Floydada in Floyd County, Texas — The American South (West South Central)
Coronado in Blanco Canyon
The exact route along which their Indian guides led the Spaniards between Pecos Pueblo in New Mexico and the Arkansas River in Kansas has long been a subject of debate among historians. Surviving documents are brief, vague and occasionally contradictory. Twice in the spring of 1541, the company camped long enough to have created detectable archeological evidence; the first time, they chose the site of a Teya Indian camp. A hailstorm struck, destroying most, if not all, of their pottery. They occupied a second camp for two weeks in a canyon that was described as being "a league wide."
In the 1950s and 1960s, two pieces of chain mail were discovered by local ranchers in and near Blanco Canyon. Since 1993, a series of other objects, both European and from other parts of the southwest, have been found in the same
Erected 2000 by Texas Historical Commission. (Marker Number 12355.)
Location. 33° 53.525′ N, 101° 21.596′ W. Marker is in Floydada, Texas, in Floyd County. Marker is on US 62. Touch for map. US-62, roadside park, 8 miles S. of Floydada. Marker is in this post office area: Floydada TX 79235, United States of America.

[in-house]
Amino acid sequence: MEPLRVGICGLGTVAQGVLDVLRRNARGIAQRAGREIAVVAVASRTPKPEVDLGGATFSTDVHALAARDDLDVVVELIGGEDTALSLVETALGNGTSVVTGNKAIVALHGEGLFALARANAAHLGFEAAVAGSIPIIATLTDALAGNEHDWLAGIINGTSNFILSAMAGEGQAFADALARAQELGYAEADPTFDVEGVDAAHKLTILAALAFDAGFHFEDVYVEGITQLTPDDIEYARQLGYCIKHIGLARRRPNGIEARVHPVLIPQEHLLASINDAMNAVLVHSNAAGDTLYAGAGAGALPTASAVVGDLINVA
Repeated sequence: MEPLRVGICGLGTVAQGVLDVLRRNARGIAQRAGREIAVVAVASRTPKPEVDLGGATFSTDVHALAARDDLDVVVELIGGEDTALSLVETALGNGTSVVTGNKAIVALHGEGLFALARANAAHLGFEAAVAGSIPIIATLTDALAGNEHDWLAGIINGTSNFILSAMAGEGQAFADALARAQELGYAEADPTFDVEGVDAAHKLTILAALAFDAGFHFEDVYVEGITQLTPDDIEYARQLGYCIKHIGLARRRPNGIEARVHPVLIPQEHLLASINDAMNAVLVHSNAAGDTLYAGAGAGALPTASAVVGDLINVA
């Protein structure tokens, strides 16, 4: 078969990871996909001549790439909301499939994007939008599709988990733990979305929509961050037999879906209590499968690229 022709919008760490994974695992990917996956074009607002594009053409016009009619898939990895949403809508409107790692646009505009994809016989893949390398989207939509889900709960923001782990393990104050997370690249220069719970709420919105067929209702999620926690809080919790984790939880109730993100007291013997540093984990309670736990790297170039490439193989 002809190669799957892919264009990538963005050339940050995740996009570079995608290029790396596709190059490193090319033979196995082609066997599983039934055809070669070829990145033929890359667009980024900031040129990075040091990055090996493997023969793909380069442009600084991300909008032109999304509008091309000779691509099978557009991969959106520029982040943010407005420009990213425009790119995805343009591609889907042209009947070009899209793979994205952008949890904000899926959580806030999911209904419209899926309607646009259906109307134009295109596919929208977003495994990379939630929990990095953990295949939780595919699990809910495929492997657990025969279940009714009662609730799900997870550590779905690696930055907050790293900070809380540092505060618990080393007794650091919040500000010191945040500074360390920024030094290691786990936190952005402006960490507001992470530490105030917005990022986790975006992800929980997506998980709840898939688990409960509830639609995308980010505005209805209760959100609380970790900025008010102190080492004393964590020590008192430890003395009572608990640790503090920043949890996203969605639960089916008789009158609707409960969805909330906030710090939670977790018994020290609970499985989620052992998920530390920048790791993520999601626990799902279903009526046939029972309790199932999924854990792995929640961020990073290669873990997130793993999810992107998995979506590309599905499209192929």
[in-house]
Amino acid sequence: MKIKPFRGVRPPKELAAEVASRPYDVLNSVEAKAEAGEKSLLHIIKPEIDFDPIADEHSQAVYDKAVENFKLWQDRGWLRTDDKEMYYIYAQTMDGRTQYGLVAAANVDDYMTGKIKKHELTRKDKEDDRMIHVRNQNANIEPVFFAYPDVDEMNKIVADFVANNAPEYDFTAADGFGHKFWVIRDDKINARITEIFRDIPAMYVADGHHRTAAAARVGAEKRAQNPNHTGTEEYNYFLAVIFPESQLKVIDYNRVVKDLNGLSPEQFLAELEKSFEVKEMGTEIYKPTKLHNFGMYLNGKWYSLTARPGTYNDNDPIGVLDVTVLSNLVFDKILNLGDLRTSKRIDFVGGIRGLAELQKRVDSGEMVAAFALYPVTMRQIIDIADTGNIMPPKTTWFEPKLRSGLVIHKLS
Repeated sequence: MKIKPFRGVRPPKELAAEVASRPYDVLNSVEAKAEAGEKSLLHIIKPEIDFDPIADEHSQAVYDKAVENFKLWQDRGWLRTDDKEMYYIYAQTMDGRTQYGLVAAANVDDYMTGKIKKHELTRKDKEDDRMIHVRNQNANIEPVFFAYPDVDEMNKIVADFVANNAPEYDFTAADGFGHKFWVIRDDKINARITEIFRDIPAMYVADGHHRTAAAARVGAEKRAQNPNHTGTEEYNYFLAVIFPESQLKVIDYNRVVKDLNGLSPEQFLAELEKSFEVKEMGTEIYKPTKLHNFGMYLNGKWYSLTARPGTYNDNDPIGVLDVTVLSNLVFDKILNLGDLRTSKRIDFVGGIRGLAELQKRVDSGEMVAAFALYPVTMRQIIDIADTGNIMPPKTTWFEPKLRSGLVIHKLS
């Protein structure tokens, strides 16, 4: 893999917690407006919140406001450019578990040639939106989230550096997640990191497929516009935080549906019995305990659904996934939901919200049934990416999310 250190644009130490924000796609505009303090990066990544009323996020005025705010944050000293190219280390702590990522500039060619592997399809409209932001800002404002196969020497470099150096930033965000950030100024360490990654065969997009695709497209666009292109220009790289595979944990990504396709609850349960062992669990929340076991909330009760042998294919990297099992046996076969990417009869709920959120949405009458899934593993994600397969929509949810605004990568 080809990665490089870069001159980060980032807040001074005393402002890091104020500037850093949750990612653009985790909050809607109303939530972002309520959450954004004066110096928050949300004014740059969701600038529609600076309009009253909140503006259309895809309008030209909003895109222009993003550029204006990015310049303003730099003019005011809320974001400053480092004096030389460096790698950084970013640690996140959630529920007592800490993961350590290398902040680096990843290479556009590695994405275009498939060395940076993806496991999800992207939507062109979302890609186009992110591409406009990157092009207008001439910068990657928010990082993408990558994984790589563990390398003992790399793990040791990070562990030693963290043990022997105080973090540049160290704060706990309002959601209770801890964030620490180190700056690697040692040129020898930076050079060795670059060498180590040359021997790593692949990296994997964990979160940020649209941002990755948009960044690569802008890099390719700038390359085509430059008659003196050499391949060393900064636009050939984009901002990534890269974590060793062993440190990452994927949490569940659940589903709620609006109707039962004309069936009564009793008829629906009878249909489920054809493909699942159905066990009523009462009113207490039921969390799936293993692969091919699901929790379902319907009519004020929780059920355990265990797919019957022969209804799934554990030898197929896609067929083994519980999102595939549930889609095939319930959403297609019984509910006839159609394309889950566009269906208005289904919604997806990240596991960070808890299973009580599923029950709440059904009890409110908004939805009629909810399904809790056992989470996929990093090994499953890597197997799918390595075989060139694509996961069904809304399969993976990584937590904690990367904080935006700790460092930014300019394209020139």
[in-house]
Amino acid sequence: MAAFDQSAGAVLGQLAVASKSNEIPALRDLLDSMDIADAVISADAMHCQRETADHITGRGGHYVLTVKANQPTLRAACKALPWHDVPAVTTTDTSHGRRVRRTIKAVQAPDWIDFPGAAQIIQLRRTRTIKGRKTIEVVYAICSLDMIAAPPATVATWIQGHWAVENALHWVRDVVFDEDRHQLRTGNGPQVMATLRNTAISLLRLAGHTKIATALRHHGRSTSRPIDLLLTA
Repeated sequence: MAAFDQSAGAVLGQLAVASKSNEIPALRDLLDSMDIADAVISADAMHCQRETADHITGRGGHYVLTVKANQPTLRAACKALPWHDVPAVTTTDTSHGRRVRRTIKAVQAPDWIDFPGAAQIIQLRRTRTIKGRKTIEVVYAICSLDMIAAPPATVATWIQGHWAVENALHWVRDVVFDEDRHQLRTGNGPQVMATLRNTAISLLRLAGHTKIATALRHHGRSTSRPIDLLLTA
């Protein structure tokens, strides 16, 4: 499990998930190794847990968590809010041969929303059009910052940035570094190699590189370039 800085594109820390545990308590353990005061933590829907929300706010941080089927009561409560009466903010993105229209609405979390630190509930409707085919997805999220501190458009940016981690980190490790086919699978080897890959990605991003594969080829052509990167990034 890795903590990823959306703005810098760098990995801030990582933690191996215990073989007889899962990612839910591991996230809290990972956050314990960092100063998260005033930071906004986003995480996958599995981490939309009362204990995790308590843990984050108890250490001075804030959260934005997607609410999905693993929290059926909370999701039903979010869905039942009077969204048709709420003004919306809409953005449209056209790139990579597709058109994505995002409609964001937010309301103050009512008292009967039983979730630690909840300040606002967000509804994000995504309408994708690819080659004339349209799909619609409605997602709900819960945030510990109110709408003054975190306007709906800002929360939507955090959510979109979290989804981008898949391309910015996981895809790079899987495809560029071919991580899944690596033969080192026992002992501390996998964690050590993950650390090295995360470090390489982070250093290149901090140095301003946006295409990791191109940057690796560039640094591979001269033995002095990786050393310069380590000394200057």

Other nearby markers. At least 8 other markers are within 7 miles of this marker, measured as the crow flies. Floydada, Texas (approx. 6.1 miles away); Zimmerman House (approx. 6.2 miles away); First Baptist Church of Floydada (approx. 6.4 miles away); First Methodist Church of Floydada (approx. 6.4 miles away); Floydada Lodge No. 712, A. F. & A. M. (approx. 6.5 miles away); Floydada Chapter No. 31, Order of the Eastern Star First National Bank of Floydada (approx. 6.6 miles away); Commercial Hotel (approx. 6.6 miles away). Touch for a list and map of all markers in Floydada.
Categories. • Anthropology • Hispanic Americans • Native Americans •
Credits. This page was last revised on June 16, 2016. This page originally submitted on December 8, 2009, by Richard Denney of Austin, Texas. This page has been viewed 3,271 times since then and 226 times this year. Photos: 1, 2, 3, 4. submitted on December 8, 2009, by Richard Denney of Austin, Texas. • Bill Pfingsten was the editor who published this page.